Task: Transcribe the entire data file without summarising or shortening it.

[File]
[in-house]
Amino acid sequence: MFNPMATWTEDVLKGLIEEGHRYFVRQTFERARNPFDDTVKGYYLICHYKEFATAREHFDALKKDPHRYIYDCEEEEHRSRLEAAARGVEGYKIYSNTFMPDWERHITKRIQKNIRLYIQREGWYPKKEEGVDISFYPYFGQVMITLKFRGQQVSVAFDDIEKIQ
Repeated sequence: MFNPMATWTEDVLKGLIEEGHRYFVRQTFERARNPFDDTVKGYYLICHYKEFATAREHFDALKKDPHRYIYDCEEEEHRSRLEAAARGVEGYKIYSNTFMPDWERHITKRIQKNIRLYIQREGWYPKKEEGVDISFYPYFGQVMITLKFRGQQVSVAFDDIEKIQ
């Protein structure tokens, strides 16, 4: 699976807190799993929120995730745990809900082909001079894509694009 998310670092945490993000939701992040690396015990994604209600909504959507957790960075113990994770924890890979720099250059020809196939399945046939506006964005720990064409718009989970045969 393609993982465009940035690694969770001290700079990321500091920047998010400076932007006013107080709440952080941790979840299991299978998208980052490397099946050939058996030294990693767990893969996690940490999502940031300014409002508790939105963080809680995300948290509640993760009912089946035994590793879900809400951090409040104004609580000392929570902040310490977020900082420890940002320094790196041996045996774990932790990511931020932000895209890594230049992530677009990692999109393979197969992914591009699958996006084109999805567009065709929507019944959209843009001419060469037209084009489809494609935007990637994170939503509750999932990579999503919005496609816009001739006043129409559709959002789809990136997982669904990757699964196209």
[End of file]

[in-house]
Amino acid sequence: MFNPMATWTEDVLKGLIEEGHRYFVRQTFERARNPFDDTVKGYYLICHYKEFATAREHFDALKKDPHRYIYDCEEEEHRSRLEAAARGVEGYKIYSNTFMPDWERHITKRIQKNIRLYIQREGWYPKKEEGVDISFYPYFGQVMITLKFRGQQVSVAFDDIEKIQ
Repeated sequence: MFNPMATWTEDVLKGLIEEGHRYFVRQTFERARNPFDDTVKGYYLICHYKEFATAREHFDALKKDPHRYIYDCEEEEHRSRLEAAARGVEGYKIYSNTFMPDWERHITKRIQKNIRLYIQREGWYPKKEEGVDISFYPYFGQVMITLKFRGQQVSVAFDDIEKIQ
């Protein structure tokens, strides 16, 4: 699976807190799993929120995730745990809900082909001079894509694009 998310670092945490993000939701992040690396015990994604209600909504959507957790960075113990994770924890890979720099250059020809196939399945046939506006964005720990064409718009989970045969 393609993982465009940035690694969770001290700079990321500091920047998010400076932007006013107080709440952080941790979840299991299978998208980052490397099946050939058996030294990693767990893969996690940490999502940031300014409002508790939105963080809680995300948290509640993760009912089946035994590793879900809400951090409040104004609580000392929570902040310490977020900082420890940002320094790196041996045996774990932790990511931020932000895209890594230049992530677009990692999109393979197969992914591009699958996006084109999805567009065709929507019944959209843009001419060469037209084009489809494609935007990637994170939503509750999932990579999503919005496609816009001739006043129409559709959002789809990136997982669904990757699964196209």